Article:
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This World AIDS Day, I’ll be thinking about my gay son’s future

Sometimes, the Jewish community shies away from talking about tough topics like AIDS, but we must, for we can save whole worlds
Illustrative: Former Israeli MK Adi Kol does an HIV test in the Israeli parliament, as part of a blood drive to identify those who had contracted HIV/AIDS, performed by the Israel Aids Task Force on November 25, 2013. (Flash90/File)
Illustrative: Former Israeli MK Adi Kol does an HIV test in the Israeli parliament, as part of a blood drive to identify those who had contracted HIV/AIDS, performed by the Israel Aids Task Force on November 25, 2013. (Flash90/File)

This week on the way to work, I was listening to an interview with Hoosier Mayor Pete Buttigieg (pronounced Buddha-judge) and this man who is running for US president was talking frankly about his relatively late-in-life coming-out story. As the mother of a gay son, I was marveling at how things have changed for the queer community in just a few short years, let alone the five decades since the Stonewall Uprising that helped mainstream the gay movement.

Today, same-sex marriage is performed in some 28 countries, and even here in Israel, a country that does not have a system of civil marriage, same-sex marriages that are performed abroad are recognized by the state.

It means I can dream that my oldest son will one day find his Mr. Right, and hopefully, like his five siblings, have the chance to raise a family here in Israel, as many in the gay community are doing already.

My son, who is not yet 16, was born into an era in which he feels really comfortable being loud and proud. That doesn’t always mean that his environment feels the same, of course. After some unpleasantness last year in our local high school in our mixed religious-secular settlement, this year he’s at a boarding school in Jerusalem where we visited him on Shabbat. He greeted us wearing a full-body purple unicorn suit, complete with tail. I think he’s doing fine.

But it is still in my nature to worry. When we’re out and about, the kids like me to play the “fun” game, One Step From Death. My superpower is that, in almost any situation, I can see impending doom. Yes, any situation.

When I was growing up, AIDS was basically a death sentence for many in the gay community and several of my parents’ friends were struck down. A dark cloud hung over their community of classical musicians. But today, that is much less the case.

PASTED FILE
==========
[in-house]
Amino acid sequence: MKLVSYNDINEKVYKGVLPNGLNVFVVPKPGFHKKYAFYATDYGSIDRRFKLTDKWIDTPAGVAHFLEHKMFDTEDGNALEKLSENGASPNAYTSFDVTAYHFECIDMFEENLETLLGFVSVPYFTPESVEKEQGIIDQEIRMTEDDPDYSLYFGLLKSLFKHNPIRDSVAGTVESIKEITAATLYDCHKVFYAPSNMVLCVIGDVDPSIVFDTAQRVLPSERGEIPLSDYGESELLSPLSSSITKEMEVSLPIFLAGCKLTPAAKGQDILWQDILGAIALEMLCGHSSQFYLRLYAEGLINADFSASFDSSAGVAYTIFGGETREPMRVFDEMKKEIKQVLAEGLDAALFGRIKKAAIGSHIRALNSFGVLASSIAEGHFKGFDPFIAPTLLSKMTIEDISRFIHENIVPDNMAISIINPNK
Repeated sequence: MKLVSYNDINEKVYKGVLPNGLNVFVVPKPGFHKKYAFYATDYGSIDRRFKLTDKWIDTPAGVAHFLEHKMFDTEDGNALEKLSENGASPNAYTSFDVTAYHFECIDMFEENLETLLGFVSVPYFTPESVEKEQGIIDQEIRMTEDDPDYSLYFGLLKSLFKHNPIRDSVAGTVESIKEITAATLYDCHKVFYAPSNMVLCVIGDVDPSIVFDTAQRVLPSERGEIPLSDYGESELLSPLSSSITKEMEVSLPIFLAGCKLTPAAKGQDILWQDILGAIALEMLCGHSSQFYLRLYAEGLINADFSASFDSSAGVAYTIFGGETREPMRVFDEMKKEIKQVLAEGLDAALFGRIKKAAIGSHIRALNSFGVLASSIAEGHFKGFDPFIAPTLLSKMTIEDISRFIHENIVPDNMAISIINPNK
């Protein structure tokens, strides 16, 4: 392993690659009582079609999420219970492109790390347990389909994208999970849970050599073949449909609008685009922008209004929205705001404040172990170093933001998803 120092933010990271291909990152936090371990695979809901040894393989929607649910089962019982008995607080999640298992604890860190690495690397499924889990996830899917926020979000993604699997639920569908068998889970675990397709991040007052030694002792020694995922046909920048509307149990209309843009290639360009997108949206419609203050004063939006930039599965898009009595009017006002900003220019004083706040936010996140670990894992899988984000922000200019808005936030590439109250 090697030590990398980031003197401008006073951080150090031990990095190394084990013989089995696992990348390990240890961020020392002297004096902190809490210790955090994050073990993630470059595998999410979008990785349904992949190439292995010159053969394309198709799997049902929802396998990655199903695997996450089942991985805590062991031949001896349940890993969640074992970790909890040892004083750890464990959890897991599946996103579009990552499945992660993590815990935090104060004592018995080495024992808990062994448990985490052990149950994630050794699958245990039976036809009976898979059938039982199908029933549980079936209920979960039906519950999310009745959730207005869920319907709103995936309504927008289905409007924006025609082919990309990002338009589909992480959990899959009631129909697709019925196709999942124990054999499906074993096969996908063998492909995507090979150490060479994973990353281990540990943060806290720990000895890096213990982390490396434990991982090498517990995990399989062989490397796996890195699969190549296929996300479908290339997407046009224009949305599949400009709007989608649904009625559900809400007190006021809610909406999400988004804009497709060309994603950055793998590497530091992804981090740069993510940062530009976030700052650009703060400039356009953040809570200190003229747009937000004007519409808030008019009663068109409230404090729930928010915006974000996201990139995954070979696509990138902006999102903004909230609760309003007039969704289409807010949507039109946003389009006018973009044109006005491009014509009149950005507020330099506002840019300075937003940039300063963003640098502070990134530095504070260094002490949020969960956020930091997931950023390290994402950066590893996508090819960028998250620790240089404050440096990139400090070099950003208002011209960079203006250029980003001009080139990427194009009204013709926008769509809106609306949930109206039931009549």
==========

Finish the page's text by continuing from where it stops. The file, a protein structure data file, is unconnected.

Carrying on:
I asked my son today what World AIDS Day, marked annually on December 1, means to him and he said honestly that he’s not actually sure. He said, “On the one hand, I do know about the AIDS epidemic and how devastating it was.” But on the other hand, “it was a long time ago and relates to me a lot less than it would if I were even five years older.”

However, as we all know, HIV doesn’t discriminate based on sexuality, or age — or really anything.

World AIDS Day was launched more than 30 years ago. Since the illness has been tracked, it’s estimated that close to 40 million people worldwide have died of AIDS-related illnesses, and today, almost that many are living with the disease. Increasingly, infected individuals are surviving and, with proper treatment, AIDS is no longer a death sentence.

Last year, World AIDS Day was held under the banner of “Know your status.” So for me, the mother of a healthy, curious gay boy, I want to promote that drive and ask everyone – gay, straight, whatever – to get tested for HIV to find out your status.

This year, the theme is “Communities make the difference.” I know that sometimes the Jewish community likes to shy away from tough topics, but as we all have heard so many times, anyone who saves a life, saves a whole world.

In this case, frank, open conversations can actually be lifesaving. So we’ll talk about AIDS when our son comes home for Shabbat this weekend. I imagine he’ll roll his eyes, soak up our concerns, and take the topic back to his boarding school when he returns on Sunday.

I hope, having read this, you will find time to discuss AIDS prevention in your communities, too.

About the Author
Amanda Borschel-Dan lives in Israel, where she and her husband are raising their six always hungry children. She is The Times of Israel's Jewish World editor.
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